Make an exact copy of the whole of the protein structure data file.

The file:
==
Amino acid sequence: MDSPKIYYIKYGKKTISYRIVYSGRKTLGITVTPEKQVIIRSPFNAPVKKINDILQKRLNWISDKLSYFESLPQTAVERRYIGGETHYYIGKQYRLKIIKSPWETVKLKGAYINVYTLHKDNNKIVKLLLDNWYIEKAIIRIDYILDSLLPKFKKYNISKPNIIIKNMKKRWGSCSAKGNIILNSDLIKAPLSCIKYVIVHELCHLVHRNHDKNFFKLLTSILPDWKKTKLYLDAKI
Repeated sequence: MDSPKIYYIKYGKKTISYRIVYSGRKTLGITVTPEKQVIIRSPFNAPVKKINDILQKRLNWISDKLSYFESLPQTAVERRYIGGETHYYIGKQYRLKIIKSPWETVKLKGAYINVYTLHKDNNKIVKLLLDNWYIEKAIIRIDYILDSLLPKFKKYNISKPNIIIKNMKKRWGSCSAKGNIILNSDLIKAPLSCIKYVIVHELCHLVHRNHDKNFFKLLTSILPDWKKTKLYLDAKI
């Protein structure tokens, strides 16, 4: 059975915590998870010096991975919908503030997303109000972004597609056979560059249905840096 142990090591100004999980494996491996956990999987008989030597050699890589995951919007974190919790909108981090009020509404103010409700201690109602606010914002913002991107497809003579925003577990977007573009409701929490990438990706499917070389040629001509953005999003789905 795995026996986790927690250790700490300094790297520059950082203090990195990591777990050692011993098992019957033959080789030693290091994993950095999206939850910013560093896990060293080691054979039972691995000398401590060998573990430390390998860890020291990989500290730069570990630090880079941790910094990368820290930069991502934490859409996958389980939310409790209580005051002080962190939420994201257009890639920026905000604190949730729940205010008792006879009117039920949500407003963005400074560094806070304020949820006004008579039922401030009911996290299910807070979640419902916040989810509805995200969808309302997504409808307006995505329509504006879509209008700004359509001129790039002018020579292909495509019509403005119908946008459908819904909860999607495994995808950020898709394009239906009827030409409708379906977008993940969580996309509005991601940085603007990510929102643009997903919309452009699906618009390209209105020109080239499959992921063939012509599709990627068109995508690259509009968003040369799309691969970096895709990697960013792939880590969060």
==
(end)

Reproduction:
Amino acid sequence: MDSPKIYYIKYGKKTISYRIVYSGRKTLGITVTPEKQVIIRSPFNAPVKKINDILQKRLNWISDKLSYFESLPQTAVERRYIGGETHYYIGKQYRLKIIKSPWETVKLKGAYINVYTLHKDNNKIVKLLLDNWYIEKAIIRIDYILDSLLPKFKKYNISKPNIIIKNMKKRWGSCSAKGNIILNSDLIKAPLSCIKYVIVHELCHLVHRNHDKNFFKLLTSILPDWKKTKLYLDAKI
Repeated sequence: MDSPKIYYIKYGKKTISYRIVYSGRKTLGITVTPEKQVIIRSPFNAPVKKINDILQKRLNWISDKLSYFESLPQTAVERRYIGGETHYYIGKQYRLKIIKSPWETVKLKGAYINVYTLHKDNNKIVKLLLDNWYIEKAIIRIDYILDSLLPKFKKYNISKPNIIIKNMKKRWGSCSAKGNIILNSDLIKAPLSCIKYVIVHELCHLVHRNHDKNFFKLLTSILPDWKKTKLYLDAKI
């Protein structure tokens, strides 16, 4: 059975915590998870010096991975919908503030997303109000972004597609056979560059249905840096 142990090591100004999980494996491996956990999987008989030597050699890589995951919007974190919790909108981090009020509404103010409700201690109602606010914002913002991107497809003579925003577990977007573009409701929490990438990706499917070389040629001509953005999003789905 795995026996986790927690250790700490300094790297520059950082203090990195990591777990050692011993098992019957033959080789030693290091994993950095999206939850910013560093896990060293080691054979039972691995000398401590060998573990430390390998860890020291990989500290730069570990630090880079941790910094990368820290930069991502934490859409996958389980939310409790209580005051002080962190939420994201257009890639920026905000604190949730729940205010008792006879009117039920949500407003963005400074560094806070304020949820006004008579039922401030009911996290299910807070979640419902916040989810509805995200969808309302997504409808307006995505329509504006879509209008700004359509001129790039002018020579292909495509019509403005119908946008459908819904909860999607495994995808950020898709394009239906009827030409409708379906977008993940969580996309509005991601940085603007990510929102643009997903919309452009699906618009390209209105020109080239499959992921063939012509599709990627068109995508690259509009968003040369799309691969970096895709990697960013792939880590969060």